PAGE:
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Showing posts from July, 2011

Processing mail logs with Elastic MapReduce and Pig

These are some notes I took while trying out Elastic MapReduce (EMR), and more specifically its Pig functionality, by processing sendmail mail logs. A big help was Eric Lubow's blog post on EMR and Pig. Before I go into  details, here's my general processing flow:

N mail servers (running sendmail) send their mail logs to a central server running syslog-ng.A process running on the central logging server tails the aggregated mail log (at 5 minute intervals), parses the lines it finds, extracts relevant information from each line, and saves the output in JSON format to a local file (actually there are 2 types of files generated, one for sender information and one for recipient information, corresponding to the 'from' and 'to' lines in the mail log -- see below)Another process compresses the generated files in bzip2 format and uploads them to S3. I have 2 sets of files, one set with names similar to "from-2011-07-12-20-58" and containing JSON records of th…

Results of a survey of the SoCal Piggies group

My colleague Warren Runk had the idea of putting together a survey to be sent to the mailing list of the SoCal Python Interest Group (aka SoCal Piggies), with the purpose of finding out which topics or activities would be most interesting to the members of the group in terms of future meetings. We had 10 topics in the survey, and people responded by choosing their top 5. We also had free-form response fields for 2 questions: "What do you like most about the meetings?" and "What meeting improvements are most important to you?".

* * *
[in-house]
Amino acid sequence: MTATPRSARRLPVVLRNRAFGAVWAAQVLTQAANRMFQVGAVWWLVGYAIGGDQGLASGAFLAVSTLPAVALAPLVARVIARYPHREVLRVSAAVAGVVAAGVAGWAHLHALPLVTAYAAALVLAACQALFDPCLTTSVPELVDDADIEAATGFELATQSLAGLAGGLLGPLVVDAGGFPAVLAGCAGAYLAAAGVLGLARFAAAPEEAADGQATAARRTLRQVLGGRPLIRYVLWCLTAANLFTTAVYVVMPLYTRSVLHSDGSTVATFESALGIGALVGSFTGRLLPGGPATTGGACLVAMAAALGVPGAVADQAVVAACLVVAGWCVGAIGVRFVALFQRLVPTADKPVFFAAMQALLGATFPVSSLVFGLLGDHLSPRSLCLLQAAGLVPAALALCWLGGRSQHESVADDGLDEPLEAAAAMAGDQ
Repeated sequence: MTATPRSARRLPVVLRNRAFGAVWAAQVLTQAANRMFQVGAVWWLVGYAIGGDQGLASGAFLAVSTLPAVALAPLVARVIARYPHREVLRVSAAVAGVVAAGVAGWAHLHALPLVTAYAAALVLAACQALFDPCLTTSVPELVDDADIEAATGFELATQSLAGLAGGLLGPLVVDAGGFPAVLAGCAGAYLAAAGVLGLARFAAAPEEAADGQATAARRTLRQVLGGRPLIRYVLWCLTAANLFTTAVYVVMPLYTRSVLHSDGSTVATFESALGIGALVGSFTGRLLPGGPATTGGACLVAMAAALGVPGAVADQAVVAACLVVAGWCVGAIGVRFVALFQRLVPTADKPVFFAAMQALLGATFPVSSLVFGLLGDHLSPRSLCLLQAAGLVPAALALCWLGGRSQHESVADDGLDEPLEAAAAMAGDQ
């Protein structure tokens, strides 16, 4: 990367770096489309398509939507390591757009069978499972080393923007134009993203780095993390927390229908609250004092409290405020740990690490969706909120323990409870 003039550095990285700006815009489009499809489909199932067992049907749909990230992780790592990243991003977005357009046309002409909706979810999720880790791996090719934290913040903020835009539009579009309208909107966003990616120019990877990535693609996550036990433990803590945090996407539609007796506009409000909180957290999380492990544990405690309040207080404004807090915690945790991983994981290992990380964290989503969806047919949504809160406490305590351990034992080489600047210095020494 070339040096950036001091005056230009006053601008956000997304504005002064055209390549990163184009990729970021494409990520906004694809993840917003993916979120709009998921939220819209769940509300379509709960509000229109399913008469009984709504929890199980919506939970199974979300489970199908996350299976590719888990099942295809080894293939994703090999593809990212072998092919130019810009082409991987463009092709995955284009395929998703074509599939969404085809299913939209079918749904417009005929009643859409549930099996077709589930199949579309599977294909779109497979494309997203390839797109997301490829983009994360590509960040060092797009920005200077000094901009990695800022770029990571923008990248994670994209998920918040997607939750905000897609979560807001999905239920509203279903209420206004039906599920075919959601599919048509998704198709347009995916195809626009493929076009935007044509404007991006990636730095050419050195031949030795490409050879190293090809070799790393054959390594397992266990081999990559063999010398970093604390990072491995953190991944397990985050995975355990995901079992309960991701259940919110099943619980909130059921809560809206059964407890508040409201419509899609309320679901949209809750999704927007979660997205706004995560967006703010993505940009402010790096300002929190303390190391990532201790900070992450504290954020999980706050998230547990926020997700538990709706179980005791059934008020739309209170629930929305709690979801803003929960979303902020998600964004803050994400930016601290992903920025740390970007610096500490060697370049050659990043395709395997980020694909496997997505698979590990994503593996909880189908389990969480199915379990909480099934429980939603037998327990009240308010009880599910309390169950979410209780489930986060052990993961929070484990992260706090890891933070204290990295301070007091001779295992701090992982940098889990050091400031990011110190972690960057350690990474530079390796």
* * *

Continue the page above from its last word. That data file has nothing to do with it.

We had 26 responses. Here are the votes results for the 10 topics we proposed:

#1 (18 votes): "Good practice, pitfall avoidance, and module introductions for beginners"


#2 (17 votes): "5 minute lightning talks"

#3 - #4 (15 votes): "Excellent code examples from established Python projects" and "New and upcoming Python open source projects"


#5 (14 votes): "30 minute presentations"

#6 (13 votes): &quo…

Accessing the data center from the cloud with OpenVPN

This post was inspired by a recent exercise I went through at the prompting of my colleague Dan Mesh. The goal was to have Amazon EC2 instances connect securely to servers at a data center using OpenVPN.

In this scenario, we have a server within the data center running OpenVPN in server mode. The server has a publicly accessible IP (via a firewall NAT) with port 1194 exposed via UDP. Cloud instances which run OpenVPN in client mode are connecting to the server, get a route pushed to them to an internal network within the data center, and are then able to access servers on that internal network over a VPN tunnel.

Here are some concrete details about the network topology that I'm going to discuss.

Server A at the data center has an internal IP address of 10.10.10.10 and is part of the internal network 10.10.10.0/24. There is a NAT on the firewall mapping external IP X.Y.Z.W to the internal IP of server A. There is also a rule that allows UDP traffic on port 1194 to X.Y.Z.W.

I have a…